Here is my list of the 15 best punchers in the heavyweight division from the start of the Marquis of Queensberry era, (i.e.) 1892 to the present. A formula that I am using to help illustrate this for each boxer is to show their percentage of knockouts which is calculated by the number of wins they had with the number of knockouts in those wins. This formula isn’t intended to determine the order in which I have placed them; the order also includes my opinion of them as punchers.
I am not concerned about “who beat who”, how many times they were knocked out themselves or the results if they would have fought each other. Their physical size or if they were a world champion has no bearing – this is strictly based on strength of punching power with the opponents they fought. Why isn’t Muhammad Ali on this list? Personally, I would take Ali to beat any of these punchers on my list – but mostly by decision wins and not by knockouts. When I write rankings of boxers in any capacity I always get disagreements and feedback, so please know that I respect your opinions, and hope you will respect mine.
#1) Joe Louis (66 wins / 52 by KO = 78.7 %) Heavyweight champion 1940-1949. Defended title a record 25 times. He was a smooth, deadly puncher with tremendous power in either hand. His combinations had perfect accuracy with overwhelming power.
#2) George Foreman (76 wins / 69 by KO = 90.7 %) Two time heavyweight champion 1973-1974 and 1994-1997. He is recognized as one of the hardest hitters ever in boxing in any weight division. He is forth on my list in the percentage category of knockouts.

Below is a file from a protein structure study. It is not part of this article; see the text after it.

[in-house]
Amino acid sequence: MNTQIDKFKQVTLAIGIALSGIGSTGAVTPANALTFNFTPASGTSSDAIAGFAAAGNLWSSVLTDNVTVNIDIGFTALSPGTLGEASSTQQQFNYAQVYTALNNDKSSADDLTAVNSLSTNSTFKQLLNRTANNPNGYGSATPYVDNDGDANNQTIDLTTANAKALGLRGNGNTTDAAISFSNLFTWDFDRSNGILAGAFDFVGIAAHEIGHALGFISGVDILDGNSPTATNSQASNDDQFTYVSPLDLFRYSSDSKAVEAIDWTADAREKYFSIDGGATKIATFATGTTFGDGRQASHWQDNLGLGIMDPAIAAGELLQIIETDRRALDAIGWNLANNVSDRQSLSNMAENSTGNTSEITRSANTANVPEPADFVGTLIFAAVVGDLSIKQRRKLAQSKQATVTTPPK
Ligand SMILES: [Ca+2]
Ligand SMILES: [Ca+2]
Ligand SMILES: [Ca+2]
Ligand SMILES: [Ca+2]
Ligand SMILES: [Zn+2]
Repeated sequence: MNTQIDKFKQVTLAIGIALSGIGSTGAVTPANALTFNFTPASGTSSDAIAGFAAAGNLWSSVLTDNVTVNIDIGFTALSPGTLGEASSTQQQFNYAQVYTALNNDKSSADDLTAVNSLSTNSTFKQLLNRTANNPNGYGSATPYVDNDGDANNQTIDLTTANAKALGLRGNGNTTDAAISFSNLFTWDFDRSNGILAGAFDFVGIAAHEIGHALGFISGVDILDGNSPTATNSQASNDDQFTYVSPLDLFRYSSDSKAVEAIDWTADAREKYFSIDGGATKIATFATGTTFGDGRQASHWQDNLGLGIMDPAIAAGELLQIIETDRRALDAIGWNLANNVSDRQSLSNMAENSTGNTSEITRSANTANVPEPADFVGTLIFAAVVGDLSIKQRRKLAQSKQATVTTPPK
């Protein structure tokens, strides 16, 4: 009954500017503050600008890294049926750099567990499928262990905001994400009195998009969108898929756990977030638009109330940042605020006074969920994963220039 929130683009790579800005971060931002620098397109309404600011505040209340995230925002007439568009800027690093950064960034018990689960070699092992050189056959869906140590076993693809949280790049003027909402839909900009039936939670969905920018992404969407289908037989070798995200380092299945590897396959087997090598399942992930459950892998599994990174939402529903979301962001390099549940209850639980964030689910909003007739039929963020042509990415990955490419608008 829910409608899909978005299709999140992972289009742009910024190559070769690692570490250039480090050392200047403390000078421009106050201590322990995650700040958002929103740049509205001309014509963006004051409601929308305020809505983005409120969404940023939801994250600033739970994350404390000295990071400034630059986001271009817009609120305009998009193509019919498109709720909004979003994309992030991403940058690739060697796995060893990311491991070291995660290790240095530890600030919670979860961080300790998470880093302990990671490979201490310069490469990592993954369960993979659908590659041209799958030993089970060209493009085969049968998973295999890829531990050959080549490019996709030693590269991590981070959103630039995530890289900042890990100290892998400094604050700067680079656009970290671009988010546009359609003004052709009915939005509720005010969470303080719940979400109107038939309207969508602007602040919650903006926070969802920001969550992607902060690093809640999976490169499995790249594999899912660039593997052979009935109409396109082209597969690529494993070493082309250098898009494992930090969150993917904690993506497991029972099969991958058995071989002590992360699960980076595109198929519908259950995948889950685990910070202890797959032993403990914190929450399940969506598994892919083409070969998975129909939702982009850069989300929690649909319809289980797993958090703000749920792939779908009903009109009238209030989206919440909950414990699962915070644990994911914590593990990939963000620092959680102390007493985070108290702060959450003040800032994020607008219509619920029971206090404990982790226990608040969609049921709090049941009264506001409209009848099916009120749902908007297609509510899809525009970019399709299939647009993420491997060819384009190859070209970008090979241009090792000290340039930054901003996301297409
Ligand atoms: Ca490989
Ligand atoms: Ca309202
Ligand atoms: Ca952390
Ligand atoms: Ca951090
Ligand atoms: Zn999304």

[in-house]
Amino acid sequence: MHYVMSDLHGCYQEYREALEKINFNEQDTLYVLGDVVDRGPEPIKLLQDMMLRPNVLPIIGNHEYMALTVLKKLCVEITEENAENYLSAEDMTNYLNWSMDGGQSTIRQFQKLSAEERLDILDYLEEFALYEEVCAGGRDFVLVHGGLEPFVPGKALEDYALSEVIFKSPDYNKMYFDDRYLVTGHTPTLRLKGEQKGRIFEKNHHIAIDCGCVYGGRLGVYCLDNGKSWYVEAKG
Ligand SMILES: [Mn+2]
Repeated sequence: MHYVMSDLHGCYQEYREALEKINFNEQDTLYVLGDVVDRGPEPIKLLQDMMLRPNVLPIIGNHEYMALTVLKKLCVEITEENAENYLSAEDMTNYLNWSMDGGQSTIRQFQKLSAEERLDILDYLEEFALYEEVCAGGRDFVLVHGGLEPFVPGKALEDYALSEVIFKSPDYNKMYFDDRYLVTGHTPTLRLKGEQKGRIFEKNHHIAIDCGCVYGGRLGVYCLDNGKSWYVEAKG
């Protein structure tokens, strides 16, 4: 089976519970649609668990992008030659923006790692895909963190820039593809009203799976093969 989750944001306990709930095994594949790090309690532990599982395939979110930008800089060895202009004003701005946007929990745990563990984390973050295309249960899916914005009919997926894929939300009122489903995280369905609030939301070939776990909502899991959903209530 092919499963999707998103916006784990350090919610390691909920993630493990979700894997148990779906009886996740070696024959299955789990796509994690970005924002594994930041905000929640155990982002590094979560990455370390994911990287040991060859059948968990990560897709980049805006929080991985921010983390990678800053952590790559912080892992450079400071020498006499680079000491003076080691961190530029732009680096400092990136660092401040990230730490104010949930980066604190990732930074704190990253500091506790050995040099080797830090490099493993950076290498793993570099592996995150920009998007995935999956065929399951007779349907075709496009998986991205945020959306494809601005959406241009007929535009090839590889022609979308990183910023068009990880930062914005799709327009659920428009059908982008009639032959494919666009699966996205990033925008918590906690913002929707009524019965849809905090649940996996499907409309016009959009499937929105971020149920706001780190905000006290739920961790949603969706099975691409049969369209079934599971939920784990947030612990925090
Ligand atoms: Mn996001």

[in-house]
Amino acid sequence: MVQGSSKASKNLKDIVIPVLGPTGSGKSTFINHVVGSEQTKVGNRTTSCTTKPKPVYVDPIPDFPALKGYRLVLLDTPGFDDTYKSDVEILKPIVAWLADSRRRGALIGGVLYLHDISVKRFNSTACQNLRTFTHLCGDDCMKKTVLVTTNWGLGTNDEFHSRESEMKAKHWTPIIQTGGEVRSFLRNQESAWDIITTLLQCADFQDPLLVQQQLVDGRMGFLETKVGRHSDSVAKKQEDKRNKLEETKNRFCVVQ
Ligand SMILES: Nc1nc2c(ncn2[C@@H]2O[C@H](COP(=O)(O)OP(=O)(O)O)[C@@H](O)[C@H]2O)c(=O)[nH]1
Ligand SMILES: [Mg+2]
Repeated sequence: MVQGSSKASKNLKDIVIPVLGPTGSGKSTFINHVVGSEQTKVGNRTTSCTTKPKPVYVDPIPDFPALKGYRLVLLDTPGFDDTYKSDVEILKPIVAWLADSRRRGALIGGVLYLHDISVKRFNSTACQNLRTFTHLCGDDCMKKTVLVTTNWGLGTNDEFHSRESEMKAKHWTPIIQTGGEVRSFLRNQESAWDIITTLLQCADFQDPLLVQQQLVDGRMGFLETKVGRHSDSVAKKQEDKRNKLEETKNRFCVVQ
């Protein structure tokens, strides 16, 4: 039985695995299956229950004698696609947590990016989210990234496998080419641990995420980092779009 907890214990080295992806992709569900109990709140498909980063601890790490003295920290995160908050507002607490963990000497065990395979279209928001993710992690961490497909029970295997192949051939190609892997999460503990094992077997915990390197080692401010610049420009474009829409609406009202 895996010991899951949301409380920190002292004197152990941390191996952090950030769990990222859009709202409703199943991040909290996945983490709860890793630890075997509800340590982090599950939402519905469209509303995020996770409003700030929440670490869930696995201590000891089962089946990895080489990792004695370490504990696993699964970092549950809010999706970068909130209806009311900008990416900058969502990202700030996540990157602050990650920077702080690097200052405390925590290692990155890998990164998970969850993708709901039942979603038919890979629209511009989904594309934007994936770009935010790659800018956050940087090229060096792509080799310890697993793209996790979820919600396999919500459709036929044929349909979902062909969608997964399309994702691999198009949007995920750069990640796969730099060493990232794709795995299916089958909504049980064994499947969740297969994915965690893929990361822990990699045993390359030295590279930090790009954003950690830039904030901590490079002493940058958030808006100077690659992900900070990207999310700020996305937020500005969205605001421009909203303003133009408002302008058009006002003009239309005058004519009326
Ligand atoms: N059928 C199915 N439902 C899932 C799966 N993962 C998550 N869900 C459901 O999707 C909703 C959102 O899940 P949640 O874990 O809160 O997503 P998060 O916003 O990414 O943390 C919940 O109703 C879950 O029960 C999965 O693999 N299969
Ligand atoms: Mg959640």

#3) Sonny Liston (50 wins / 39 by KO – 78.0 %) Heavyweight champion 1962-1964. The most intimidating heavyweight ever, his left jab alone was so powerful that it knocked opponents out – the jab – and his left hook was nothing less than devastating.
#4) Rocky Marciano (49 wins / 43 by KO = 87.7 %) Heavyweight champion 1952-1956. He retired undefeated. Had limited skills and had a weight disadvantage, but his tremendous will to win overshadowed that with bigger opponents; his fights averaged a remarkable fewer than 5 rounds per bout. Was responsible for the greatest knockout in heavyweight history in his 1952 title win over Jersey Joe Walcott in round 13 despite being behind on all scorecards.
The date was May 24, 1974 when Bobby “Schoolboy” Chacon and Danny “Little Red” Lopez met in the ring for a long awaited and most anticipated bout between two Southern California rising stars. I was there that night ringside and sitting next to me was HBO Real Sports host Bryant Gumbel – who at that time was a sportscaster for KNBC channel 4 in Los Angeles. The mega match was promoted by “the first lady of boxing” Aileen Eaton and was held at the L.A. Sports Arena with a crowd of over 16,000 in attendance. Chacon was 23-1 entering the fight and Lopez was a perfect 23-0 with 21 of those bouts ending by knockout.
The two fighters lived up to all the hype and staged an action packed fight up to the ninth round, where Chacon scored a spectacular knockout stopping the previously undefeated Lopez in 48 seconds of that round. Both would go on to win world championships, Chacon the WBC Featherweight (1974-75) and the WBC Super Featherweight (1982-84) titles and Lopez the WBC Featherweight (1976-80) title.
Knowing both of these champions personally, I am happy to announce that they are the best of friends and hold the highest respect for each other. What’s amazing is that fight fans still talk and rave about their fight – 38 years ago!